Melissa Nathan ranks right up there in my mind as the pinnacle of Chick Lit. She was one of, if not the first Chick Lit author that I fell hard for. I remember being in Barnes and Noble and picking up Pride, Prejudice and Jamsin Field off one of their featured tables down the middle of the store. Besides the premise of a theatrical production of Pride and Prejudice, I had more then a little cover lust because it totally looked like Caroline Bingley (aka Anna Chancellor) with one of her hats from Four Weddings and a Funeral and yes, I really am that easily sold on a book. Because she was a British author with only one book released stateside (sometimes American publishers baffle me), Amazon UK became my drug dealer, getting me all her new releases as soon as they came out until her untimely death of Breast Cancer right around the publication of The Learning Curve.

It was a sad sad day for Chick Lit when Melissa passed. Based on the quality of her work what might she have gone on to do? And now I've turned my review into a total buzzkill. Hey, at least I didn't reprint her forward to the book which had me in floods of tears. With only five books to her name I was extra hesitant to read the final unread book I had on my shelf, The Learning Curve. Once I finished this book, well, there would be no more. I kind of wish that I hadn't read it. The happy anticipation that there would always be another Melissa Nathan book out there for me to read has been replaced with the sad reality of how awful this book was. Sometimes looking forward to something is so much more satisfying then the reality, and the reality of this book is painful.

Before ripping apart The Learning Curve for it's themes, I have to tackle something that just drove me round the bend. This book was riddled with inconsistencies, not to mention an unwieldy cast of characters you have to memorize in the first two pages. Now, I don't know if this was because Melissa was pushing through to get this book done that they didn't bother with any kind of continuity editing, but it is a disservice if this is the case. Seriously, edit this book and get it back to me without the days of the week being helter skelter, with Friday occasionally being followed by Monday, and there once in awhile being a few extra days between Monday and Thursday. Seeing as we all live by the calendar, the least this book could do is follow said calendar.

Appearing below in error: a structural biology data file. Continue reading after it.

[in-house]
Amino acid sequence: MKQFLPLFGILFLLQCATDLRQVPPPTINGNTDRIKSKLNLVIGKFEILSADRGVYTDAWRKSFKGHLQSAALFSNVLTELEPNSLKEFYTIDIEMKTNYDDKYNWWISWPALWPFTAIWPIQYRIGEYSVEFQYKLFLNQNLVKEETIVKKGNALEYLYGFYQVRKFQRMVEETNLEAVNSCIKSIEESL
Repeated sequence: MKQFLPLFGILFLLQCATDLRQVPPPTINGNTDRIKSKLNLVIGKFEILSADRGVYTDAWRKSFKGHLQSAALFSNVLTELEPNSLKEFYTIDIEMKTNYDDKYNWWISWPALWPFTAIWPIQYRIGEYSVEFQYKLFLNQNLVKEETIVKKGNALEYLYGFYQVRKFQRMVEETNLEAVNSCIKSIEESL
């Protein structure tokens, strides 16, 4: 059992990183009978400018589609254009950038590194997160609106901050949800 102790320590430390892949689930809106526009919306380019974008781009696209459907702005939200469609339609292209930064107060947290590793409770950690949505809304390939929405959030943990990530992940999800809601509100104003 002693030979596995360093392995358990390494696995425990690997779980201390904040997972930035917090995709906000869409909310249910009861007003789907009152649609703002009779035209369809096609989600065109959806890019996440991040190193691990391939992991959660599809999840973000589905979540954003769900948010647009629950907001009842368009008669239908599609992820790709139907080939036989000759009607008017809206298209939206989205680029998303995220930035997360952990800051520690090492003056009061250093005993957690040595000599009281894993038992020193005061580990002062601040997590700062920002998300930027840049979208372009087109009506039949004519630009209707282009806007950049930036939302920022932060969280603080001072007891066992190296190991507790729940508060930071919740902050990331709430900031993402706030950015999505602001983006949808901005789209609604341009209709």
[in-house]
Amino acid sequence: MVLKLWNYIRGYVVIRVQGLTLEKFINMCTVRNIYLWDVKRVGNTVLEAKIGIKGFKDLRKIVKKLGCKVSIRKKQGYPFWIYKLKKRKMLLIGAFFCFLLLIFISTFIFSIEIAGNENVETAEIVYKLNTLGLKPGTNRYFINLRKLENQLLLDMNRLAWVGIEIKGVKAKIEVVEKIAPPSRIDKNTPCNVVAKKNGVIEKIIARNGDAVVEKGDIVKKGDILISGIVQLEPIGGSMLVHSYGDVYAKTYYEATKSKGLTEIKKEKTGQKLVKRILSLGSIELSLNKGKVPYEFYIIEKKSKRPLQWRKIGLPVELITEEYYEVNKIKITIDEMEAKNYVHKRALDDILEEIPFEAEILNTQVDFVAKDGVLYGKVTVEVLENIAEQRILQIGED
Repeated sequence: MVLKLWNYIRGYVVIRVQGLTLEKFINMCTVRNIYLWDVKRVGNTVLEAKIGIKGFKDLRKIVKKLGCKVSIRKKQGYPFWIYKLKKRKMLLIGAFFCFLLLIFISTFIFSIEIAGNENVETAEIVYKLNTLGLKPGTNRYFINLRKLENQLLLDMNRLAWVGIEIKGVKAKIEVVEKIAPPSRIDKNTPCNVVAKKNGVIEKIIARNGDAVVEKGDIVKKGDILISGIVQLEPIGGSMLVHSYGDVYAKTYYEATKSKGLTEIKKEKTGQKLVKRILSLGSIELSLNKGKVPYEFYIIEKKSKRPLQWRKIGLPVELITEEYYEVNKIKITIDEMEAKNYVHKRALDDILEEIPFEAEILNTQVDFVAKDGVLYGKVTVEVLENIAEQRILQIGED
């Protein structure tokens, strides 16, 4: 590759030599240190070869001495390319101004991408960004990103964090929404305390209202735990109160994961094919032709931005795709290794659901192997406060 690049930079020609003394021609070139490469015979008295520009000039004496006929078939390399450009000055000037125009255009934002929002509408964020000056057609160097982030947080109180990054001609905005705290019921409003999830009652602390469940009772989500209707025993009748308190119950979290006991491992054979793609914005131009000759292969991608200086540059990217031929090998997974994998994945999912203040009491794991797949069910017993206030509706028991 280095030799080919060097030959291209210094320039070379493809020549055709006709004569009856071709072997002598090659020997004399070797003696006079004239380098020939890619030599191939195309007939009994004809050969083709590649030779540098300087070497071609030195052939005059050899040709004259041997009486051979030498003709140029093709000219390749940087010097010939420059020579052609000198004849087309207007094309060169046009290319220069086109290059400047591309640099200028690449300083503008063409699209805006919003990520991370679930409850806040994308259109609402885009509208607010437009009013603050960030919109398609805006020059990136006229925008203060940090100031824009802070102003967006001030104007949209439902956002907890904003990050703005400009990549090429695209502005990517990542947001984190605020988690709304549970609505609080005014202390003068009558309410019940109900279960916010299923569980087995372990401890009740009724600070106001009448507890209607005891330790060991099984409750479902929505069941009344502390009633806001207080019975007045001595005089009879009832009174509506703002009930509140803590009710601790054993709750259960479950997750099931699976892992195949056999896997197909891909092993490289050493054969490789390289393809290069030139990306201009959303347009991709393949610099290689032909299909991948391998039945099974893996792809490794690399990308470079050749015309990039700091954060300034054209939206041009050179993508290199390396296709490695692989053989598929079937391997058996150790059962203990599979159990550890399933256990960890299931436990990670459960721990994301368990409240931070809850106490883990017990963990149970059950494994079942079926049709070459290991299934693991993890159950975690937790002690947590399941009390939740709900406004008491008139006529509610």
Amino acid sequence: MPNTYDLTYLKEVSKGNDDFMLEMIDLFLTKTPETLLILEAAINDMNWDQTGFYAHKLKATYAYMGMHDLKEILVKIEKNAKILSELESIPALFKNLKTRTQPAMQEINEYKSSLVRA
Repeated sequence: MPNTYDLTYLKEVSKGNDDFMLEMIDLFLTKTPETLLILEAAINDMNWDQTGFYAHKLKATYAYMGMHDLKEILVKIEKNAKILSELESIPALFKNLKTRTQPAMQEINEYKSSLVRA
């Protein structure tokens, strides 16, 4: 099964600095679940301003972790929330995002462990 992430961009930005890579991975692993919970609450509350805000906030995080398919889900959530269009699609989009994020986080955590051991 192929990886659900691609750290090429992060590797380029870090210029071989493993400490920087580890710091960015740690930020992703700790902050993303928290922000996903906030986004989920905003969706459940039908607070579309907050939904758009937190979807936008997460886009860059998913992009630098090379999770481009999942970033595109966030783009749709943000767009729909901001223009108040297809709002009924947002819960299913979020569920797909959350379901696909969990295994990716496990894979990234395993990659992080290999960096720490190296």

But the temporal issues are nothing compared to clothes magically changing from leaving for school till arriving at school. Shoes being high heels then flats. But worst of all, in the beginning of the book Oscar's camera phone is a big plot point and then when he's spying on teachers during the school trip he has to use a crappy disposable camera? Um, us the freakin' phone! OK, I've got to stop being nitpicky about this, and other little things like how plodding the pace is, how I dislike every character, how sometimes it all just goes a little creepy with blackmail and inappropriate student teacher relationships, how is Nicky at thirty even qualified to be a headmistress, and how crap Johnny English is so stop using it as the only movie mentioned, and move onto other things. Ok, I think I got the rant out. All these problems could have been fixable but the truth is it wouldn't have fixed the book.

Through the entire book there are strained relationships between the males and females. I wouldn't even say strained covers it, it has such an antagonistic dynamic that when it even turns a little violent in the last few chapters I can't say I was surprised. There was anger and tears and recrimination behind this battle of the sexes. It all boils down to the age old question of men being the ones with the jobs and women being the ones rearing the children. With Nicky we get almost 600 pages of her griping about children/career/children/career/children/career/children/career. There is no progress with this internal and external dialogue, there is just the dialogue. Nicky is baby crazy but can't justify giving up her career to have kids and therefore bemoans this for hundreds and hundreds of pages. I think she really needs some psychological help.

Of course it doesn't help that her supposed best friend who happens to be her ex is playing on these doubts. But seriously, there was never any furthering of the dialogue or a change to it, just a broken record going over and over and over the same bloody tune till I hated this book and the read rage fully embraced my soul. Just writing this review I want to take this book and hurl it out a window. You can usually tell how much I care for a book by the treatment I give it. Those I love and cherish don't have creased spines or loose pages... this one looks like it was run over by a truck, which then backed over it again and again... besides breaking the spine I think I loosened the pages enough that if I were ever to try to read it again in some masochistic torture, well, they'd all fall out. Right now I'm wondering if book burning is a good idea... I'm a little cold and this book is quite thick... stop it brain, just stop it. Constructive criticism. Legitimate reasons for the hate, don't rant, critique.